Background: Allergy to Anisakis simplex (s.) is spreading due to the increased consumption
of raw, smoked or marinated fish. In man, Anisakis s. can directly attack the gastrointestinal mucosa,
provoking a parasitosis known as anisakiasis, or giving rise to the formation of IgE and, finally, inducing
IgE-mediated reactions like urticaria, angioedema and anaphylactic shock. During recent years, a
dietary approach to Anisakis s. infestation has also been addressed.
Methods: A total of 620 patients with urticaria, angioedema, or both and a history of anaphylaxis following
consumption of raw, smoked or marinated fish were recruited, evaluated for specific IgE levels
to Anisakis s. and subjected to Skin Prick test. Following 18 month fish-free diet, patients were reevaluated
at 6, 12 and 18 months, respectively. Patients undergoing diet were selected among those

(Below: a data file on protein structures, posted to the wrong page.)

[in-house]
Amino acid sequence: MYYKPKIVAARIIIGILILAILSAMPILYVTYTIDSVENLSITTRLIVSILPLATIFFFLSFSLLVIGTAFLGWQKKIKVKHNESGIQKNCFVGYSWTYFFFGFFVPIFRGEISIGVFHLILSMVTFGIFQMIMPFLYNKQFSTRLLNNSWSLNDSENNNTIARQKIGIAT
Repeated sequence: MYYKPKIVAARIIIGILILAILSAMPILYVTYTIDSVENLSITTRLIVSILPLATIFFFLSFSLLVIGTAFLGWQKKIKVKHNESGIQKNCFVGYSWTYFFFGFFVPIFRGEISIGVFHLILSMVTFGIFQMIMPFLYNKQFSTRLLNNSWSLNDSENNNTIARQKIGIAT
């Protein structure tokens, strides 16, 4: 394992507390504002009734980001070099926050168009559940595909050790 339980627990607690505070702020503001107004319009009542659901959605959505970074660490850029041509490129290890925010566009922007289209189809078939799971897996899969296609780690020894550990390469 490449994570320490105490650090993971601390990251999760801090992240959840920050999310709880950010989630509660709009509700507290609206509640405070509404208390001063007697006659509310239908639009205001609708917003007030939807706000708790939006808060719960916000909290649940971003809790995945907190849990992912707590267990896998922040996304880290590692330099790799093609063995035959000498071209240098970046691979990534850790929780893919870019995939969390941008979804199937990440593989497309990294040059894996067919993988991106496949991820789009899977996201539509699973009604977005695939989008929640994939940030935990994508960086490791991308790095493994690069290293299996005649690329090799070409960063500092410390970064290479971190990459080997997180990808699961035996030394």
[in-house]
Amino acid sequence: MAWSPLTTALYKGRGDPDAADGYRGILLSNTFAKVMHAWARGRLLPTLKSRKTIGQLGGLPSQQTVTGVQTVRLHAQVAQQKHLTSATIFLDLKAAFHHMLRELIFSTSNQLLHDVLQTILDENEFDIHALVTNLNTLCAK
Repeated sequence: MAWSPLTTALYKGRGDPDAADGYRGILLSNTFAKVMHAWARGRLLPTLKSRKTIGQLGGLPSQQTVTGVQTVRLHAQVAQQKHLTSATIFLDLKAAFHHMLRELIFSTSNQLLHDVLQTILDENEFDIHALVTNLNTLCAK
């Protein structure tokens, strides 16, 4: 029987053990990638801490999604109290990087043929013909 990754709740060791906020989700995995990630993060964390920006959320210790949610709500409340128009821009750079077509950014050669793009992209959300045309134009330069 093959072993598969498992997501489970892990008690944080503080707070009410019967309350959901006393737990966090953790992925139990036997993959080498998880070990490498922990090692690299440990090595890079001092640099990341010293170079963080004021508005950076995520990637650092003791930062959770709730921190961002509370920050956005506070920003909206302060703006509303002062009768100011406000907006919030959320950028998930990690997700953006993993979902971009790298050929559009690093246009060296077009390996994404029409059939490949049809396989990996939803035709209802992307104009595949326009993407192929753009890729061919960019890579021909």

who had a clinical history with multiple accesses to first aid.
Results: After 6-month fish-free diet, we recorded an improvement of symptoms and a remarkable
reduction of specific IgE levels. The extension of the diet over 6 months in some cases resulted in a
further reduction of specific IgE levels.
Conclusion: Data obtained confirm the importance of a fish-free diet in patients with severe symptoms
since a new antigenic exposure coincides with a relapse of symptoms and increased IgE levels. This
last point should be kept in mind and carefully evaluated in patients at risk for anaphylaxis or